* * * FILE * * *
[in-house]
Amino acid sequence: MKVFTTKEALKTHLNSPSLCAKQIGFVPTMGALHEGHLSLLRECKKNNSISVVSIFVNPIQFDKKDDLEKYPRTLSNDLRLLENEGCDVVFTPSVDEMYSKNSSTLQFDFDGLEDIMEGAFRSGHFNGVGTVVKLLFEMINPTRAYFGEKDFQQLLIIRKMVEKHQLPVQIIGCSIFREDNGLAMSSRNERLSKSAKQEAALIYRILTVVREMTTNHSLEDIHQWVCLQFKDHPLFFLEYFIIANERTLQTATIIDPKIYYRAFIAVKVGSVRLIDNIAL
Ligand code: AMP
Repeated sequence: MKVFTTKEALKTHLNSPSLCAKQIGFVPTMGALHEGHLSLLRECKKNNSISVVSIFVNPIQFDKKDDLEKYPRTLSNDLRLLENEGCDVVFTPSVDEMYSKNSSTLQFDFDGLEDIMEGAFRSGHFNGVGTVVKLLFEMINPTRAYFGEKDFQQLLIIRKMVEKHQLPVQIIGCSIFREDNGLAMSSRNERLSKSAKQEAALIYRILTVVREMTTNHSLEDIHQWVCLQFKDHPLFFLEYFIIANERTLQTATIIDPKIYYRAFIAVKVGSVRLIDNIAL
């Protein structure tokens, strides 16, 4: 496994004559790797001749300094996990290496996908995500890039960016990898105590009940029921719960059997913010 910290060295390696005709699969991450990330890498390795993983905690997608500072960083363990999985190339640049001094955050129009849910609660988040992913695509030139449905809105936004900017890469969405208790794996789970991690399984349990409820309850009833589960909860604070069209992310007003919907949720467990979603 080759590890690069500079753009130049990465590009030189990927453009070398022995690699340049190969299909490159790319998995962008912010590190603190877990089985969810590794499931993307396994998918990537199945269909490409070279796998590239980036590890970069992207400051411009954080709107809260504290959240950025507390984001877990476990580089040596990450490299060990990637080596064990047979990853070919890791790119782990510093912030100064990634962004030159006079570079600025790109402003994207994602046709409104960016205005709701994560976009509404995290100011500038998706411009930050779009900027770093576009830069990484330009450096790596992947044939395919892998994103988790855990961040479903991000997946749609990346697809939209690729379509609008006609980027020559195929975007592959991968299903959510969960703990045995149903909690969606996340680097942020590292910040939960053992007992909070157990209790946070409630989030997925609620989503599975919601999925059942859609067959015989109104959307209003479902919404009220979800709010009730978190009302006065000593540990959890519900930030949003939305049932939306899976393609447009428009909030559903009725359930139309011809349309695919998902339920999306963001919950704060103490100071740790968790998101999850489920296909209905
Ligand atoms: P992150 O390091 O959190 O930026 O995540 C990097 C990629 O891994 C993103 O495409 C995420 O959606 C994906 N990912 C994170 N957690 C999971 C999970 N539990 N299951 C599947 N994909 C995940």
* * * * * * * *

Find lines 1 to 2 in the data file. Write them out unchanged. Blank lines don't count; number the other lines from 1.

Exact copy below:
[in-house]
Amino acid sequence: MKVFTTKEALKTHLNSPSLCAKQIGFVPTMGALHEGHLSLLRECKKNNSISVVSIFVNPIQFDKKDDLEKYPRTLSNDLRLLENEGCDVVFTPSVDEMYSKNSSTLQFDFDGLEDIMEGAFRSGHFNGVGTVVKLLFEMINPTRAYFGEKDFQQLLIIRKMVEKHQLPVQIIGCSIFREDNGLAMSSRNERLSKSAKQEAALIYRILTVVREMTTNHSLEDIHQWVCLQFKDHPLFFLEYFIIANERTLQTATIIDPKIYYRAFIAVKVGSVRLIDNIAL